Paul Henri ('Glitch', 'The Very Excellent Mr. Dundee') and James Ballard ('Sengatan') have garnered the attention of film festival curators in Australia and abroad thanks to their combined creativity, some accessories, an app called Filmic Pro and an iPhone XS.
'No Hard Feelings' is the duo's creation: a short film set in the Indonesian seascape of Canggu, looking at male fragility and mateship. It premiered in January internationally at the Santa Barbara International Film Festival and has secured a place in three other Academy Award-qualifying film festivals – Calgary International Film Festival, Aspen ShortFest and Athens International Film and Video Festival.
The existence of 'No Hard Feelings' proves that you don't need thousands of dollars of equipment and technology to create something good enough to be recognised internationally.
Paul and James sat down to chat about 'No Hard Feelings' and its success. What has it been like to have your film be recognised overseas?
James: Great! Perfect excuse to take a few tax-deductible trips abroad! At least I hope they’re deductible.
Paul: It's fantastic! The more people that get to see it the better. We went to a festival earlier in the year that Renée Zellweger was at. She never actually watched our film. . . But if she had I'm certain she would have loved it! Where did the idea behind 'No Hard Feelings' originate?
James: Once again, we were looking for a tax-deductible trip overseas. We have a bunch of connections in Bali so we kind of whipped up an idea around what locations and gear we could get our hands on. The film’s about an emotionally fragile man, Rodney, who compensates for his crumbling masculinity and ego by working out too much, drinking too much, placing his self worth in every woman’s perceptions of him too much. I’m not going to say it’s autobiographical by any stretch but there’s a little bit of Paul and I in there somewhere. We just stretched it to the limits of credulity. And what was it like to shoot this with an iPhone?!
Paul: Plenty of pros and cons, luckily we had a very dedicated and talented chap named David Cleeve as our cinematographer.
James: It was actually a blast. An iPhone doesn’t really stand up to a proper camera in terms of usability or resolution or light sensitivity or what have you, but if you stop treating it like one, it kind of opens you up to not be so precious about everything. We shot this film like we were back in high school with a DVcam. What you see on the screen is what you get and that’s that. Creativity is better with some limitations and as someone once said ‘perfect is the enemy of finished’. Once you abandon perfection the fun begins. Having said all that, the footage certainly looks better than it has any right to considering it was shot on a telephone. Pretty mad really.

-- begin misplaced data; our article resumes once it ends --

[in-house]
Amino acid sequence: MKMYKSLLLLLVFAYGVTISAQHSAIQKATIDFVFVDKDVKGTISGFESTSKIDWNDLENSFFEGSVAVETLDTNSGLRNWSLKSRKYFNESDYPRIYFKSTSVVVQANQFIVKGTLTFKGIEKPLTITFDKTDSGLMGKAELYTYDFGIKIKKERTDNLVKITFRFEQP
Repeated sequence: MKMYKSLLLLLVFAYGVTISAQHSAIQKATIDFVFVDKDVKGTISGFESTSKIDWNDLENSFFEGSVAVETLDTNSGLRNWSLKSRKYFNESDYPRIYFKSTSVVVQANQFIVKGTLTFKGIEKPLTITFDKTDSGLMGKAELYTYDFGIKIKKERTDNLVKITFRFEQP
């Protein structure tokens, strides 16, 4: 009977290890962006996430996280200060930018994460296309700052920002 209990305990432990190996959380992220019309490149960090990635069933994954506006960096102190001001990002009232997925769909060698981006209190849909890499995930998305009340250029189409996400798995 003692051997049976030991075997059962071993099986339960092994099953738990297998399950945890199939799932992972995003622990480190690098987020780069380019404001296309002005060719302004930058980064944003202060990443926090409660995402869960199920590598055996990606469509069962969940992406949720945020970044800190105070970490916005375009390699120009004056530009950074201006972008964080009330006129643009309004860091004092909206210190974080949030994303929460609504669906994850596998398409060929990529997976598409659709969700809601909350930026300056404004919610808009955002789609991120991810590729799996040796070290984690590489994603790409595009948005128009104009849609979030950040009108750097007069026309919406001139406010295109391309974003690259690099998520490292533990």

On a scale of 1-10 how possible is it that you'll do it again?
James: We're bang up for it. That sense of fun and freedom you get not worrying about the camera and embracing its quirks and charms is very enticing.
Paul: Ten! We are going to shoot a proof of a concept for a tropical retro horror the second the borders open back up to Indonesia. Filmic Pro have just released a new update and we hear it's pretty darn fresh. What was each of your favourite parts about shooting this film in Indonesia?
Paul: Riding around on motorbikes with our Indonesian producer Made looking for our next location then eating a huge bowl of delicious extra spicy Nasi Goreng. We did that a lot.
James: Everyone in Bali has a kind of ‘can do’ attitude. No one is moving too quickly so they’re happy to come along and be an extra for half a day or give you their restaurant for an afternoon for a scene or help you lug camera gear to a deserted beach for sunset. Of course the flip side of no one being in a rush is it’s a bloody nightmare trying to tightly schedule a film shoot. Swings and roundabouts. You adapt and overcome. Oh and a massage at the end of a day costs you ten bucks so that’s pretty nifty. Paul, what is one thing you've learnt in the making of this film that you didn't know before?
Just how much I love playing a man having a nervous breakdown. It's great fun and I think it's my permanent inner state. I'm not a relaxed person. And you, James?
Paul is not a relaxed person. What advice do you have for budding filmmakers with an iPhone and a vision?
Paul: Make films like the ones you loved growing up. Don't try and fit in with the crowd. Oh and download the Filmic Pro app to help make your movie.
James: Don’t go too big straight away. Make a bunch of small films and make sure you finish them. Don’t quit when you get bored. You learn a lot from finishing things. Finishing a film puts you into a very select group of people who actually follow through with their goals. What's next for the pair of you?!
Paul: We're currently working with one of the major studios in Los Angeles on a series that we have had in the pipeline for a little while now. So we look forward to being able to share more about that soon!
James: I’m going back to Bali as soon as COVID gets lost. I don’t care if it’s deductible or not.
'No Hard Feelings' will next play live and virtually at the 48th Academy Award Qualifying, Athens International Film & Video Festival in 2021. For more information please check for updates here. It will also screen at Byron Bay Film Festival on 24 October. More information here.